Since 2004, clinical trials in the EU have been controlled by the European Union Clinical Trials Directive (EU-CTD). The directive was an attempt to standardize rules and enhance patient protections in clinical trials; however, its real-life implementation created some unintended challenges.
Since it is a directive, the CTD does not carry the same mandatory weight as a regulation. Each EU member state has had to implement its legal requirements through national legislation, causing sponsors to face a fragmented assessment process for multinational clinical trial applications, as well as a complicated data submission framework. Additionally, the public has had limited access to clinical trial applications and results in the EU.
A new regulation known as the Clinical Trials Regulation (EU-CTR) is designed to simplify and harmonize clinical trials in Europe. It began to replace the CTD on January 31, 2022. The CTR is intended to overcome the directive’s shortcomings—it aims to increase public transparency around clinical trials, as well as create a more favorable research environment by reducing administrative requisites and streamlining workflows. As a regulation, the CTR is mandatory for all EU member states.
The three-year transition period started on January 31, 2022:
- Before January 31, 2023: Sponsors may submit clinical trials under the legal framework of EU-CTD or EU-CTR.
- After January 31, 2023: All clinical trial applications are subject to the CTR and will need to use CTIS (discussed below) to start a new clinical trial. Trials approved under EU-CTD before this date can continue to be regulated by the CTD for no more than 2 years.
- After January 31, 2025: All clinical trials must be regulated under the CTR.
The Clinical Trials Regulation harmonizes the processes for assessment and supervision of clinical trials throughout the EU. The evaluation, authorization, and supervision of clinical trials are the responsibilities of EU member states and European Economic Area (EEA) countries.
The CTR enables sponsors to submit an online application via a platform called the Clinical Trials Information System (CTIS) for approval to run a clinical trial in multiple European countries, thus making it more efficient to carry out multinational trials. This centralized, single electronic submission provides a more efficient process for EU member states to evaluate and authorize such applications together. Sponsors can upload and submit all data, including initial clinical trial application and documentation, to the platform.
CTIS will also help increase public transparency, as sponsors are required to make all data and documents publicly available (with a few exceptions). The new transparency rules aim to increase information sharing among studies—and to promote greater public awareness and understanding of clinical trials. For that reason, summaries of trial results, including a layperson summary, must be submitted via the CTIS.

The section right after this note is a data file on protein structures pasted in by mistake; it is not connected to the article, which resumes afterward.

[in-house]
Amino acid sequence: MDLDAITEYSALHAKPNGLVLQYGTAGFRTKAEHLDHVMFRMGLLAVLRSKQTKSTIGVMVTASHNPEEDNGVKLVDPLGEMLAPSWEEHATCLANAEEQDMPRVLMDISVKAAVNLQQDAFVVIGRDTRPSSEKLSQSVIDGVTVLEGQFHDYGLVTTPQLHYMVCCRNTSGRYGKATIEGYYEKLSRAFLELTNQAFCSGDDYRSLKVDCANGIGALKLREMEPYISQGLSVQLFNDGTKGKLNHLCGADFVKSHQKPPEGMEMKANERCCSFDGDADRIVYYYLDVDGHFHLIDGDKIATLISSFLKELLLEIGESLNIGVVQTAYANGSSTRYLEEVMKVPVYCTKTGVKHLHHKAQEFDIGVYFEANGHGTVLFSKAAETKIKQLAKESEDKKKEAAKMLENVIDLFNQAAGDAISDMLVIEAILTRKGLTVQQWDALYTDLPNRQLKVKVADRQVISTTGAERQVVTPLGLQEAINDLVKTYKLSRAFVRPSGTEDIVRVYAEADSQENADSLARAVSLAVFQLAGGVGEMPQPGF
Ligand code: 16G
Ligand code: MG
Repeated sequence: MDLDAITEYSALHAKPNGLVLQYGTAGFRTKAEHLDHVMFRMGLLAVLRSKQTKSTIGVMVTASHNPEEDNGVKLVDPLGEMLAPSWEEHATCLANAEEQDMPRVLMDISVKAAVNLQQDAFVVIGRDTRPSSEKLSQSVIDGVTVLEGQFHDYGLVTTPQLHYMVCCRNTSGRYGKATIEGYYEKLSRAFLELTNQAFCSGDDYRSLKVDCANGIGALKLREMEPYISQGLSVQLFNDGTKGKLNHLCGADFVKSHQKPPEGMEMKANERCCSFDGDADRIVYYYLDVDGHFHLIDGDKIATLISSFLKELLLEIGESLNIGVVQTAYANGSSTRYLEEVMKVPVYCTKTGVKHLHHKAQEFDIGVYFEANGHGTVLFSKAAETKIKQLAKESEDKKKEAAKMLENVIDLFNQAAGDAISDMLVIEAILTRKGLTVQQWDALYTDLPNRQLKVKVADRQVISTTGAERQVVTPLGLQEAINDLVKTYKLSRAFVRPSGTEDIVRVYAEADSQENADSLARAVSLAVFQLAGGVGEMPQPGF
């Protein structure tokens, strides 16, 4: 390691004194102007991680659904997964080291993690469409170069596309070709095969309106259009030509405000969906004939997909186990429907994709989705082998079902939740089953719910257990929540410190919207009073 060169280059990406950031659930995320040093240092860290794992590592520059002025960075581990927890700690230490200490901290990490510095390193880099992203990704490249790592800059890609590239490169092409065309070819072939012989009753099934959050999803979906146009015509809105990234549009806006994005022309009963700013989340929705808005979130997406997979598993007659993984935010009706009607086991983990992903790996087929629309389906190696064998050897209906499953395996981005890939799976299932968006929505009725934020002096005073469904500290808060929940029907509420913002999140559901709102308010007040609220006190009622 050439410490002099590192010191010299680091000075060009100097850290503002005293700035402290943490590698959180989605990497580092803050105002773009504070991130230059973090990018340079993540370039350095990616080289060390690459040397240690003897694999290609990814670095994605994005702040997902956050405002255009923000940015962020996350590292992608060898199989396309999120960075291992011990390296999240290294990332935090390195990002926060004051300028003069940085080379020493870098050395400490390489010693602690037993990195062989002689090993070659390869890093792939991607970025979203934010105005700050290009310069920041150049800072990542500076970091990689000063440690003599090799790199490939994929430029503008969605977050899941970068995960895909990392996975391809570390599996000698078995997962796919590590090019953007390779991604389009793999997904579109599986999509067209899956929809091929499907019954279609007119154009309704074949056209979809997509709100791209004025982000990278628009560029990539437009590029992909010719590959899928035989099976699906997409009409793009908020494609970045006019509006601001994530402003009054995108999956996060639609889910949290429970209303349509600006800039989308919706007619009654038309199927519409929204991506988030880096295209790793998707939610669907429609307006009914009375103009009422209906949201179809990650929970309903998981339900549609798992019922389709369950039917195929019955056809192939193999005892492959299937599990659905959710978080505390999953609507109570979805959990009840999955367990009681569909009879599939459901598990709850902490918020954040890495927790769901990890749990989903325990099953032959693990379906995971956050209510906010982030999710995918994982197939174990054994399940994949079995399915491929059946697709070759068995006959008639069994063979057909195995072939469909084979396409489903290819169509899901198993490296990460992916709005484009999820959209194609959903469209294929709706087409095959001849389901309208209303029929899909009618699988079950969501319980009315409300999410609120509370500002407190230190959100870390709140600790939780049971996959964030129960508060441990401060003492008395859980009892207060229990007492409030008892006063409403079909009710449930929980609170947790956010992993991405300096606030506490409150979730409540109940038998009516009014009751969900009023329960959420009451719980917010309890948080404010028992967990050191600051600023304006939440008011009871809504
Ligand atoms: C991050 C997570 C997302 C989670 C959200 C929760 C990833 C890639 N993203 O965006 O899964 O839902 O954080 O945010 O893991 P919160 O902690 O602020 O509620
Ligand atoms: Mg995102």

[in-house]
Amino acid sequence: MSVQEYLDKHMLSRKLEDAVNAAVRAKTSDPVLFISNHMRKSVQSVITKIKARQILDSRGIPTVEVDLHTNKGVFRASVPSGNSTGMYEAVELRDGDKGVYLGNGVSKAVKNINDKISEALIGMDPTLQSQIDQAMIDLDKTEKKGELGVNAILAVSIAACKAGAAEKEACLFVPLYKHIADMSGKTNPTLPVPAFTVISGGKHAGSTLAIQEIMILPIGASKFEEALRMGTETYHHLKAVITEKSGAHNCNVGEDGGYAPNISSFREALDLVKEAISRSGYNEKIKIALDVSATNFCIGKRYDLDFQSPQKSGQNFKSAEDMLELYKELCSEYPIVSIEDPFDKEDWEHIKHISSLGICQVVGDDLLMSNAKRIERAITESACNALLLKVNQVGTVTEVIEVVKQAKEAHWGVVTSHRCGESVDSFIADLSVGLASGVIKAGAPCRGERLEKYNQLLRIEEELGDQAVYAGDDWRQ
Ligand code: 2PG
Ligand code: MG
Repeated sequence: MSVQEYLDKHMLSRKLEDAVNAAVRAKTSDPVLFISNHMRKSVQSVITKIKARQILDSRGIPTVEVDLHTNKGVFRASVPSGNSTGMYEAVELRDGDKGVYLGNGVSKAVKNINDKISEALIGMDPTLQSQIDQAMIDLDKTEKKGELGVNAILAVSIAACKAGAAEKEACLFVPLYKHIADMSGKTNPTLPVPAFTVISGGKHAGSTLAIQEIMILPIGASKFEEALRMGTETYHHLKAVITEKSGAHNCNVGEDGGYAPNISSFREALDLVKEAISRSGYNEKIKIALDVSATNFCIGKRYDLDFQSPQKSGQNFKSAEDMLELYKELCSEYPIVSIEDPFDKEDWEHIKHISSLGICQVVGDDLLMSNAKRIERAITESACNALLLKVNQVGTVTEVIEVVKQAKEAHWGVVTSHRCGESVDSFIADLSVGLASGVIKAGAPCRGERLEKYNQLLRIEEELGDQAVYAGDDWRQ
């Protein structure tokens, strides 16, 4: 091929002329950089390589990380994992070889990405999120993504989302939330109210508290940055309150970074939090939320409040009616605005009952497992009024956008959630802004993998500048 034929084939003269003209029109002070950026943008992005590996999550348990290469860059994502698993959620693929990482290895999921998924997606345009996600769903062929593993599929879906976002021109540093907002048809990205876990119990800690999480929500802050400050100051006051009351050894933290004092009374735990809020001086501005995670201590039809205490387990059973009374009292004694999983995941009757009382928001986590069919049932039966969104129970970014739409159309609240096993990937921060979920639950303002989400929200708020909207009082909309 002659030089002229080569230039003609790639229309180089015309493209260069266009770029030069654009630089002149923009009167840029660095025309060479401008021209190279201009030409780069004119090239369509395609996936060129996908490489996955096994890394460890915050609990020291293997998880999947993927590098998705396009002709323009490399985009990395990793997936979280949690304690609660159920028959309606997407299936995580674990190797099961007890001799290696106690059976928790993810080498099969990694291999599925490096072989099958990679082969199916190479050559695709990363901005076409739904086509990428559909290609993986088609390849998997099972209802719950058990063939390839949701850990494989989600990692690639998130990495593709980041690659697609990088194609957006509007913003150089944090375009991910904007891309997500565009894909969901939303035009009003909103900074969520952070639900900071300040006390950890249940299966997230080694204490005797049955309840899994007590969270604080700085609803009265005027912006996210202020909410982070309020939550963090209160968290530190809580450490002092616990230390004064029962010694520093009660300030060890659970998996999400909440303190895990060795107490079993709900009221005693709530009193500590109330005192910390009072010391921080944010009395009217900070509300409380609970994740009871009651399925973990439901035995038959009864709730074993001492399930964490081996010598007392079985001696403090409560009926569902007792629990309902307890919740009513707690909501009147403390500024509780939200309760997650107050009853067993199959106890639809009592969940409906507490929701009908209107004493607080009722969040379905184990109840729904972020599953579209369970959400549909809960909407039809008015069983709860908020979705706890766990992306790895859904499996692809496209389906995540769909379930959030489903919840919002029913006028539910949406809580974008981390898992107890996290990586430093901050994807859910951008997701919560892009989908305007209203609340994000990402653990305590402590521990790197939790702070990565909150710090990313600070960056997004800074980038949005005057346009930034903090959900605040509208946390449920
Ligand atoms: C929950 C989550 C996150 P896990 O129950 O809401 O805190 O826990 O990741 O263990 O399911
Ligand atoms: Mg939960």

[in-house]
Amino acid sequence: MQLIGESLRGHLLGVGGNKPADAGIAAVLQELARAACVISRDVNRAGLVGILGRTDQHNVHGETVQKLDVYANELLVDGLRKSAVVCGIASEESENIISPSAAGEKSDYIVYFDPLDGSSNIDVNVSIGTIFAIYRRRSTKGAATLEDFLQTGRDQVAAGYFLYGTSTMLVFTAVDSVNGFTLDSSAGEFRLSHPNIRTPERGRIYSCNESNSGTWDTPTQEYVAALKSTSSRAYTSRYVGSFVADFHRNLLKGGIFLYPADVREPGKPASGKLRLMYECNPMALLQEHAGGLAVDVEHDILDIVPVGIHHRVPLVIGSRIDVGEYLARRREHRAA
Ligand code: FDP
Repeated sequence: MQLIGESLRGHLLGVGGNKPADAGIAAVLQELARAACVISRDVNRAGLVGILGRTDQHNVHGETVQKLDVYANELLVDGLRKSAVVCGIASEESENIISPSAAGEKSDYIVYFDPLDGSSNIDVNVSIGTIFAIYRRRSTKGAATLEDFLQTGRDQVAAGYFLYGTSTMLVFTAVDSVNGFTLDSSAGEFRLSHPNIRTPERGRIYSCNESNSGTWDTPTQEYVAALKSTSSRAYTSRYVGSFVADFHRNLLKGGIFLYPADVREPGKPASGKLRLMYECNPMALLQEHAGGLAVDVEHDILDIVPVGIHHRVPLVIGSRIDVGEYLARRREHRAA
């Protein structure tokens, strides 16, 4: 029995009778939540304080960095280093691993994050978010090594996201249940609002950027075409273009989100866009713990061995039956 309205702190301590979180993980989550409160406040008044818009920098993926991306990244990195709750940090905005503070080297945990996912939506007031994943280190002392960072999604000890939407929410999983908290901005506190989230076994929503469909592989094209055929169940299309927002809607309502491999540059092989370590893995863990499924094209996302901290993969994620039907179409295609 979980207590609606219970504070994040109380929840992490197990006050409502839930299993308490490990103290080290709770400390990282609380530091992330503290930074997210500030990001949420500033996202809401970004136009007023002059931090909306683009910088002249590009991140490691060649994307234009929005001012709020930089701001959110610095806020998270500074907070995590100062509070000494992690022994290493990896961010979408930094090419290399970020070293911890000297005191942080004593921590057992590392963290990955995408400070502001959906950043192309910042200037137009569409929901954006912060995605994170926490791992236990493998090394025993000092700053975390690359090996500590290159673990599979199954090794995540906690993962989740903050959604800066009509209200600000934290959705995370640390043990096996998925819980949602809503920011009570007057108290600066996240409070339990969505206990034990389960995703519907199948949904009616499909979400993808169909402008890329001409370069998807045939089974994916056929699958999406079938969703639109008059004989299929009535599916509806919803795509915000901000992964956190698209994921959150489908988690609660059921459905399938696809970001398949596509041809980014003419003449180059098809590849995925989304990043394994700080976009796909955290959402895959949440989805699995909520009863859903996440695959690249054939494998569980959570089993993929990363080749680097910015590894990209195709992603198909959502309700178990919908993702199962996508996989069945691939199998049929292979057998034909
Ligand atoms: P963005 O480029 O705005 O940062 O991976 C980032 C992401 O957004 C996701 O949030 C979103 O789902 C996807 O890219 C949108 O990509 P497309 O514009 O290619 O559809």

Some other benefits of the CTR include:
- Enabling sponsors to apply for clinical trial authorization in up to 30 European countries with a single online application
- Facilitating the expansion of trials to other EEA countries
- Allowing national regulators to collectively process clinical trial applications in more than one country, request further information, authorize or refuse a trial, and oversee an authorized trial
- Speeding up the timeline for which sponsors must respond to application queries or requests for information
- Improving patient protections for vulnerable subjects with changes made to informed consent
The CTR intends to overcome the limitations of the CTD to increase the EU’s competitiveness in the drug development market. It will hopefully result in a more efficient clinical trial submission and assessment process, given its implementation of a single dossier and single electronic submission for all member states, harmonized authorization, and flexible risk-based rules.
However, with the 2023 deadline fast approaching for the mandatory use of the CTR, authorities are still trying to repair some of the issues in the new system. This does not come as much of a surprise, given the complexity and scope of the regulation and the variety of users of the CTIS. According to the European Medicines Agency (EMA), who is at the heart of the trouble, they are working hard to resolve any detected issues prior to the looming deadline.
So far, the majority of clinical trials submitted in the CTIS have been approved without issues, but some users have experienced “technical difficulties that have been challenging.” A major problem has been the fact that member states are diverging and requiring additional documents not required by the CTR. Another difficulty is that the portal does not flag or send any information to sponsors when new information is received, so sponsors must check frequently for updates. Others have had issues with the fact that the system does not flag any missing information, so sponsors must often check the application.
However, these small issues will not impact the transition period—the EU will not grant any extension for compliance with CTIS by January 31, 2023. The EMA is working to remedy any technical glitches before the effective date.
Despite the impending deadline for the mandatory switch to CTIS, only a small percentage of trials are registered in the system—in September, it was estimated that only about 10% of trial were registered in CTIS. Beyond the technical challenges that may arise come January with the increase in CTIS usage, sponsors should also be aware of stricter transparency and reporting obligations, new safety and patient protection provisions, updated definitions, and shorter deadlines that come with the CTR.